What do you do with all that artwork?
you ever feel like you’re drowning in drawings? The sheer volume
of art and craft that a creative youngster can produce in one month can
be absolutely staggering.
I recently posed the question what do you do with all that artwork?
and received responses from parents around the world who all face the
same daily bind – "I don't want to throw away your artwork but..."
If your home is awash with kid's art, do not fear! Read through these
great ideas from Kids Craft Weekly subscribers and be inspired.
1. Create a kid's art gallery
Establish a dedicated gallery space in your home where kid's art is
displayed and admired. Replace older works with newer ones on a regular
basis and use this as an opportunity to sort out which pieces will be
kept and which will be culled.
string up fuzzy interesting wool yarn and clip it on with clothespins.
We have three 'clotheslines' going now with art three deep to a
clothespin!" – Sally
2. Put together a portfolio of work
have a large front hall closet with sliding doors, and we put our
artwork up there, along with a teacher-style calendar. At the start of
each month, we take it ALL down, set up the calendar for the next
month, and I keep a few choice pieces for the scrapbook. The rest go
into envelopes and get mailed to grandmas and grandpas who enjoy them
immensely." – Andrea
Make and decorate your own portfolio (or buy one) in which to keep
artwork. Alternatively, store artwork using plastic sleeves in a
ringbinder or paste into a project book.
take the best of my daughter's work (the pieces of which she is the
most proud, and the pieces I adore) and keep them in a portfolio case.
When we have visitors, she does an "portfolio review" with the them,
sitting and proudly showing her artwork. It is a great icebreaker for
her when she doesn't know the visitor well." – Susan
3. Take photographs
have a huge portfolio for each child for each year. During the
year everything gets put away at the top of the cupboard and in the
January holidays we go through the pile and decide what is important
and what isn’t. By doing this we have culled the portfolios to a
small but impressive sample of all those drawings and writings and
paintings and stories they collect." – Amanda
If you don't have space in your home to store large amount of kid's art, capture it on camera.
things are taken down from the kitchen wall I take pictures of them on
our digital camera and save the pictures on a special disc." –
hang all the artwork on a wall, floor to ceiling. Then have your child
stand in front of the wall and take their photo. That way you
have a record of their creations without the bulk." – Sharna
take digital pictures of everything. I have a directory for my
screensaver with all of the pictures of all possible art. When my
computer goes to screensaver mode, we all get a slide show of art."
4. Scrapbook it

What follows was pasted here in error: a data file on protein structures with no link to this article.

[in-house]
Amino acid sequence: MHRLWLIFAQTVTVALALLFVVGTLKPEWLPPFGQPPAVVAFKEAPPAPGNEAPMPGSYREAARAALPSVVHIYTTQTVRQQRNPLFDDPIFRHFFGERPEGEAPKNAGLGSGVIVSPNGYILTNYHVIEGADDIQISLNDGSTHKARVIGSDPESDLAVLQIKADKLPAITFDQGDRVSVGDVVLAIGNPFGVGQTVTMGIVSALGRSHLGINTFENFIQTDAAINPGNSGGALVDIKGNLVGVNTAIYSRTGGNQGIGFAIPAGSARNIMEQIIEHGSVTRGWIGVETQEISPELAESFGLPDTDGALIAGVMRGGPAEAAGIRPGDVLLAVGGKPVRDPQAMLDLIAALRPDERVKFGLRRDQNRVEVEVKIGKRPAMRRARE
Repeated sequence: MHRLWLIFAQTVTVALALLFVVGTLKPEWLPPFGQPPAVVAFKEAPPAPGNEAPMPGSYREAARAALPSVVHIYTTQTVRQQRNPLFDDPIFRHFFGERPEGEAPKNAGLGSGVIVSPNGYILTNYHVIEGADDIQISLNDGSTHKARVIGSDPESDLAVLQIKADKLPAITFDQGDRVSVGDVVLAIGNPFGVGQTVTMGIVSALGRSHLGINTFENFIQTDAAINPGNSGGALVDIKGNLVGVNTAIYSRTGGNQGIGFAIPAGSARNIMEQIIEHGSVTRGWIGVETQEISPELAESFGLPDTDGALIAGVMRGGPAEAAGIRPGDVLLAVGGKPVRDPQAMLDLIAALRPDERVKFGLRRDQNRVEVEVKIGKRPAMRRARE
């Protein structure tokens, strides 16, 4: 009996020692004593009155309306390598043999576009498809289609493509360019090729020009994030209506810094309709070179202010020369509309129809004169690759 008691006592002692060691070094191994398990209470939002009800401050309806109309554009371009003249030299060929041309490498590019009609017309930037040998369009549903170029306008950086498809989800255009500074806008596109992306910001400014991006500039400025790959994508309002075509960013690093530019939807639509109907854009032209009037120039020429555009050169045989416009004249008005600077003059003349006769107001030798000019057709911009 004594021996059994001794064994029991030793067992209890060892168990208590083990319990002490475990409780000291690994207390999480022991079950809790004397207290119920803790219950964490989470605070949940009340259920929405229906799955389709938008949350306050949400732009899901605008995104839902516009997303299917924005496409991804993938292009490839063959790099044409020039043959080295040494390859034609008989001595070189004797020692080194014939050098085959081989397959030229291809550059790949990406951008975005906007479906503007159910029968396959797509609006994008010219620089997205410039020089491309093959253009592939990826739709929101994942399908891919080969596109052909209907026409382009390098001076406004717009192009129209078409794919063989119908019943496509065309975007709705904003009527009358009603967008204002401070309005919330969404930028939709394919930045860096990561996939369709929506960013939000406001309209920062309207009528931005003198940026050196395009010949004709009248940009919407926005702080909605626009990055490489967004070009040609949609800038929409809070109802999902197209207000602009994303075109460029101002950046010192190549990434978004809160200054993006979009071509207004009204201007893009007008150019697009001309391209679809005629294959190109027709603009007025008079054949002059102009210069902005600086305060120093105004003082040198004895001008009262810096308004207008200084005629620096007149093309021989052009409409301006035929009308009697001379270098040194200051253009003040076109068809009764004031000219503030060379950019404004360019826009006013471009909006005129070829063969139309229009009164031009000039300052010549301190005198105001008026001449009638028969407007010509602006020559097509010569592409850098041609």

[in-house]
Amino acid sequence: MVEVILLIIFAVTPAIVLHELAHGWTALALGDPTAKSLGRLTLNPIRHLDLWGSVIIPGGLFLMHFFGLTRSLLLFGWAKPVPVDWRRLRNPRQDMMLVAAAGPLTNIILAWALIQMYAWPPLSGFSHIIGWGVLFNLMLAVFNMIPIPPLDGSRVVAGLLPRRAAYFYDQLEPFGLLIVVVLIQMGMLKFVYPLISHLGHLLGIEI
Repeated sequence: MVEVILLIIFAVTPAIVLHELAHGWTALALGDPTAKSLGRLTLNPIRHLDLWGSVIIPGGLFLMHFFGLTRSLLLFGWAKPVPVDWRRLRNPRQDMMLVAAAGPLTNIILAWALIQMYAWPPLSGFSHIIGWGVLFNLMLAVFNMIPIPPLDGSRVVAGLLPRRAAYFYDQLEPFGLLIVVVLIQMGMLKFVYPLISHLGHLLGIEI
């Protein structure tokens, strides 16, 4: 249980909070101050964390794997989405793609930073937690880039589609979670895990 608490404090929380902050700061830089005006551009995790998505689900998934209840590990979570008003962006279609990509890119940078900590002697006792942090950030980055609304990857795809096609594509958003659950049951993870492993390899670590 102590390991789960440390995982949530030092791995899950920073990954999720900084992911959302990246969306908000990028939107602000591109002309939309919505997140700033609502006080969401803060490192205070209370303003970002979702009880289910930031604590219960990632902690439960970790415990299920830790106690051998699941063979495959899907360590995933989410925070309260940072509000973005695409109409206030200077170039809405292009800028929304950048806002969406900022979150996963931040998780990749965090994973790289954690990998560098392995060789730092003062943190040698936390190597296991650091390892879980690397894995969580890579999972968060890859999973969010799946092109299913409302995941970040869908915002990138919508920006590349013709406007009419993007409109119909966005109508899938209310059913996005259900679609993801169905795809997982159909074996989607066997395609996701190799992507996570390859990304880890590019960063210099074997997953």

- "The digital camera can help save everything and with something like Picasa
you can tag and organize too. You can set up beautiful shots gallery
style (with or without the artist in the photos) and in 5 years you'll
still have something! If you've tried storing manilla paper and
newsprint objects for very long you'll know that it is not the way to
go! " – Patty
Creating scrapbook pages can be a great way to celebrate your child's creativity and to chart their artistic progress.
have the occasional piece that is extremely impressive, that is
photographed and then my children (or me) scrapbook it before it is
framed, given away or filed. There are other items of artwork
that are definitely not significant (to me!!) that the kids despair of
throwing away – so they are allowed to photograph it themselves,
with a digital camera and then keep and scrapbook the photo." –
5. Blog it
don't do a page about everything that is made, but the special ones do
get added to the scrapbook. It has worked really well for us." –
Keep an online record of your child's creative endeavours to share with
friends, family and anyone else who is interested. Check out subscriber
Gwyn's blog, Art and Kids, for a great example.
6. Keep it safe:
Store extra special works of art in a safe place to enjoy in the future.
try to put one or two pieces of artwork a month in to our New Year's
Eve Box. Among other things it is fun to look at what my children
have created in the past year come NYE." – JB
7. Re-use and recycle
- "We laminate special pieces and turn them into placemats." – Gwyn
Use large scale works as wrapping paper. Smaller pieces can be cut up
to use in other crafty endeavours. Also, send pictures to family and
acquaintances or anyone else who may appreciate it.
take our kids artwork and make it into cards to take to our local
assisted care facility. To make the cards we use craft punches to
cut out shapes for adding to the cards, or sometimes use the entire
page to fold into the card. My kids love doing this!" –
Something to add? Please let me know.
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